Born in 1856 in Moravia, Freud spent most of his life in Vienna but died in London in 1939. His career began in Vienna at the General Hospital where he first became interested in psychology and began to treat patients using hypnosis. By researching into his patient's thoughts and behaviour he developed psychoanalysis.

Central to Freud's work is the idea that most of our behaviours can be explained as motivations we are unaware of. We are driven by basic desires - sex, power, anger, pleasure [which actually means avoiding pain] - by the id or primitive part of our mind. The part of our mind we call the ego is the part that attempts to control these primitive forces, but when it comes to making decisions about what is good or bad, right or wrong our superego takes over. All three parts of our mind - the id, the ego and the superego - are constantly at war and which part of our personality dominates depends on our childhood experiences.

According to Freud there are fives stages of psychosexual development; oral [birth to age one], where the mouth is the source of pleasure; anal [one to three years], when the act of eliminating it our main focus; switches to the genitals; latency [five to puberty], a period of rest; and genital [puberty onwards]. Getting developmentally stuck in any of these stages when growing up can explain any neurosis you have as an adult.

Freud was convinced that through psychoanalysis, i.e. analysing a persons behaviour, investigating their dreams and current problems, you could discover what the cause of any neurosis was and help them heal wounds from the past. In 1900 Freud's seminal work 'The Interpretation of Dreams' was published, followed by 'The Psychopathology of Everyday Life' in 1904 and 'The Theory of Sex' in 1905.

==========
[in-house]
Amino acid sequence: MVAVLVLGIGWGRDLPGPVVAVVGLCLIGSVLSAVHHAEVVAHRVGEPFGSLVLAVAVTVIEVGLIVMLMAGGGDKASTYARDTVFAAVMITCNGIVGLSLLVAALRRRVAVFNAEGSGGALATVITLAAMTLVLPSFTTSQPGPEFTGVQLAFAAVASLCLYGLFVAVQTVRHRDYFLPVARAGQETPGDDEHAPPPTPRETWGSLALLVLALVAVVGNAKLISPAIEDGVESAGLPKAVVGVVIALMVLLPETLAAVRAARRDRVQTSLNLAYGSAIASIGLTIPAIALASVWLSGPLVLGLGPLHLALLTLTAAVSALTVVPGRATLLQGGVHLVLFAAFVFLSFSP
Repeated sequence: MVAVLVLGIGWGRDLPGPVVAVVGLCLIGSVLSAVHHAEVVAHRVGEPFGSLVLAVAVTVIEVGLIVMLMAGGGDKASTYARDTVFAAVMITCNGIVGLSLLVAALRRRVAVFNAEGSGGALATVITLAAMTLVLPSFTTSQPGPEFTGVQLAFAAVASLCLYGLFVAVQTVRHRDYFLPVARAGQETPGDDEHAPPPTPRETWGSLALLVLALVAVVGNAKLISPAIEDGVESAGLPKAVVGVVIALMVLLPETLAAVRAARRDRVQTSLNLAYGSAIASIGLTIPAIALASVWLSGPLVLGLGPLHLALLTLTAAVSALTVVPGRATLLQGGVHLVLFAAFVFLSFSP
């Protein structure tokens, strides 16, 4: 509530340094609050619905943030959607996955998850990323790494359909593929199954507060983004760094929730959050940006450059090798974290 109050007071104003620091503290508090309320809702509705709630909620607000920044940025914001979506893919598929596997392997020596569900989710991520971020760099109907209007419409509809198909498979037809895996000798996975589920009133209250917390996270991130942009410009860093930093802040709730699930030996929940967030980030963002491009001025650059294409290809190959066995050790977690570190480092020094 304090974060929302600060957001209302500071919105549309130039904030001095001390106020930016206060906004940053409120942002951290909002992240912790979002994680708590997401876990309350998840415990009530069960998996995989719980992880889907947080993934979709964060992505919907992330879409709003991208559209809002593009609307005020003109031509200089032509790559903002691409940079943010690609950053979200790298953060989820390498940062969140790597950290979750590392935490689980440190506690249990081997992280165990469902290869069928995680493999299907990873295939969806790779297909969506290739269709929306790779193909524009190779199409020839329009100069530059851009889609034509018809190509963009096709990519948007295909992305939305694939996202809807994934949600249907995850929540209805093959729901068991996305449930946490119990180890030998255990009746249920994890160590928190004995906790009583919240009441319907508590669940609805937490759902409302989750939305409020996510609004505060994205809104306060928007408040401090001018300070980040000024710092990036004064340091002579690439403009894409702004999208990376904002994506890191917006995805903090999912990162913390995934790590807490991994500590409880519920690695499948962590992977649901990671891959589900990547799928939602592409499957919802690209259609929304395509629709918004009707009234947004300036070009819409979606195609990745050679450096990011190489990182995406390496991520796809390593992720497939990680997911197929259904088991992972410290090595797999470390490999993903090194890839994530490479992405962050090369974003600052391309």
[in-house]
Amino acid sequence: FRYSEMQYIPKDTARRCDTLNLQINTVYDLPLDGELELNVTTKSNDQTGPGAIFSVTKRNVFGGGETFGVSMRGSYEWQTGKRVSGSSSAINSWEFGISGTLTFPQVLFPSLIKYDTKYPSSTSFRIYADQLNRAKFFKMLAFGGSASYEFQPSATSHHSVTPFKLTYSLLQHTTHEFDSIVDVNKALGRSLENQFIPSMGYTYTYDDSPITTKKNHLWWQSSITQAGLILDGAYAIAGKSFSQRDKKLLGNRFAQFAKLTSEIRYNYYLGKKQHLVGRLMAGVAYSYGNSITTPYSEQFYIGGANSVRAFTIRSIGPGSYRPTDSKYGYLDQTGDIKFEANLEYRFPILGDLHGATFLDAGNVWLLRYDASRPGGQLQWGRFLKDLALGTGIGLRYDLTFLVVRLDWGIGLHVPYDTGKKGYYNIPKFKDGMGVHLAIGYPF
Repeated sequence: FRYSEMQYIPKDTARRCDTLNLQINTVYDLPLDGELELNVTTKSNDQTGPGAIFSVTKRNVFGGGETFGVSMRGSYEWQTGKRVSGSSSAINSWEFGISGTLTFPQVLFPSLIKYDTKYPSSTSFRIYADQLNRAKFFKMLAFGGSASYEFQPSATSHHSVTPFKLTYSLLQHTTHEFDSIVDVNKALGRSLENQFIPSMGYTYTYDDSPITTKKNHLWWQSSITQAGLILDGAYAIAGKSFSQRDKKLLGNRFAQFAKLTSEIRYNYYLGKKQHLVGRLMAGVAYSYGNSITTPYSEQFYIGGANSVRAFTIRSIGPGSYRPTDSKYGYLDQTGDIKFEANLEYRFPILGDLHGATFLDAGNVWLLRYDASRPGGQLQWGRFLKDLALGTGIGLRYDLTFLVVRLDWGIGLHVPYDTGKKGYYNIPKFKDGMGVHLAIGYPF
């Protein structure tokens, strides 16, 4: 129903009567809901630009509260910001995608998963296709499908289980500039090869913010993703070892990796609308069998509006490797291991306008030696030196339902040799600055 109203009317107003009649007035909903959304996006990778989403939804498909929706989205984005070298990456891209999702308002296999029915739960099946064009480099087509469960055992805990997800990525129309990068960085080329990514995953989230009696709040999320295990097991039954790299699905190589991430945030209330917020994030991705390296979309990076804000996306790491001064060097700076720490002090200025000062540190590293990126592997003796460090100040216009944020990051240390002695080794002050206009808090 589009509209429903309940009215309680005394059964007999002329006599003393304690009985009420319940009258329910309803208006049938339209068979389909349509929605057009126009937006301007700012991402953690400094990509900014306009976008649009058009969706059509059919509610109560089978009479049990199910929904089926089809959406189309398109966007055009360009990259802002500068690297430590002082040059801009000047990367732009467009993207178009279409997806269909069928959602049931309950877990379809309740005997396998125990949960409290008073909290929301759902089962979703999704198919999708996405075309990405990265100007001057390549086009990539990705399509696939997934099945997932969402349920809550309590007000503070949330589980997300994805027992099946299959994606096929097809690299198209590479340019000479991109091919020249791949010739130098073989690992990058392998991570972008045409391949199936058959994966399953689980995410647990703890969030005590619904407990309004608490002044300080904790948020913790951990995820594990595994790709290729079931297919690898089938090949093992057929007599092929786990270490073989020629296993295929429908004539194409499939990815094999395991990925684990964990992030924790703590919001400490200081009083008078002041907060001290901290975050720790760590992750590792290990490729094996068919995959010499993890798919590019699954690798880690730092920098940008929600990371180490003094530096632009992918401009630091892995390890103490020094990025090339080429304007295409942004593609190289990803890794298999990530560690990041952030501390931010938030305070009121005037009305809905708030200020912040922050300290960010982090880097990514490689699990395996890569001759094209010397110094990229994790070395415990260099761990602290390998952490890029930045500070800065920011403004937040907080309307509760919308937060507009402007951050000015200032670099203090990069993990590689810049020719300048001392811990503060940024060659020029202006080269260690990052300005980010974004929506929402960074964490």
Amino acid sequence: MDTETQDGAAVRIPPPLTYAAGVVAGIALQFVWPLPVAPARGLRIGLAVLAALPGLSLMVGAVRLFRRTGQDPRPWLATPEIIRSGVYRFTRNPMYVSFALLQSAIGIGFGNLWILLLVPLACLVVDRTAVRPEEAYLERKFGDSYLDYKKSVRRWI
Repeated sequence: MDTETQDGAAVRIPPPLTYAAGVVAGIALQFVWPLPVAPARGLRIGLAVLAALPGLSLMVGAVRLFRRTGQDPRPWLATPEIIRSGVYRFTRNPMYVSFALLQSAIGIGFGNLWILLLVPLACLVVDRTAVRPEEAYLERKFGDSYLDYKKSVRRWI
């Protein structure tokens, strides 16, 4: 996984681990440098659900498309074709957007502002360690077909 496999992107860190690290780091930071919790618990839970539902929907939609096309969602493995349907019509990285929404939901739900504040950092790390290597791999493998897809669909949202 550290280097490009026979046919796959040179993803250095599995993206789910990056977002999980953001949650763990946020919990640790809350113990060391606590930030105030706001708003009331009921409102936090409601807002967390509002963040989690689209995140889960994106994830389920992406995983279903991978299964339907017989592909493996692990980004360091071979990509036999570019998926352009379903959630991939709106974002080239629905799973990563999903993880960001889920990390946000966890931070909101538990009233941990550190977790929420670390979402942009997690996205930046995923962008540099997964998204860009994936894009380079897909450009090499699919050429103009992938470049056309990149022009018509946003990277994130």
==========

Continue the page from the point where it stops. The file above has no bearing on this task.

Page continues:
During his life Freud's theories dominated psychotherapy and psychiatric treatment and he influenced several generations of great psychologists, in particular Carl Jung. However, his emphasis on sexual repression and infantile sexual trauma as the cause of all neuroses created conflict and some of his key supporters, including Alfred Adler and Jung, eventually broke with him. Today his theories have fallen into disfavour for the same reason.

Even though he had a skeptical view of occult phenomena throughout his career; Freud was deeply interested in the paranormal. He visited a psychic on at last one occasion, and although he was amazed at the psychic's ability to pick up personal information he attributed it to telepathy.

In his casework with clients he often confronted occult phenomena such as telepathy, premonitions and the evil eye and this may have prompted his membership of both the American and British Society for Psychical Research. He was a frequent guest at lectures sponsored by the Society for Psychical research in London and he was know to visit allegedly haunted locations in search of greater understand of the supernatural.

Freud wrote a number of papers and books on psychoanalysis and the occult, including 'Dreams and Telepathy' [1922], 'The Occult Significance of Dreams' [1925] and 'Premonitions and Chance' [1904]. In his writings he equated the occult with superstition, which he believed originated from repressed urges, and suggested alternative explanations for many paranormal phenomena. Telepathy, however, was one phenomenon he found impossible to explain, even though he did believe it to be a psychological and not a psychic occurrence. Later he confessed that it was a mystery to him.

Freud and Jung met in Vienna for the first time in 1907. Jung was greatly impressed by Freud's theories but found he could not agree with Freud's belief that psychical research should be abandoned because it made psychoanalysis appear ridiculous to scientists. The two men drifted apart when Jung began to investigate what mysticism, religion, the paranormal and philosophy could reveal about human behaviour and psychology.

In 1921 Freud won an invitation to join the Advisory Council of the American Psychical Institute. In a letter to the director of the Advisory Council dated 24 July 1924, Freud said he did no dismiss completely the study of occult phenomena as 'unscientific, discreditable or dangerous' - and if he was at the beginning of his career rather than at the end he might have chosen it as a field of research - but as far as he was concerned psychoanalysis had nothing to do with the occult. He went on to say that he had certain prejudices against the occult and rejected completely the idea of life after death.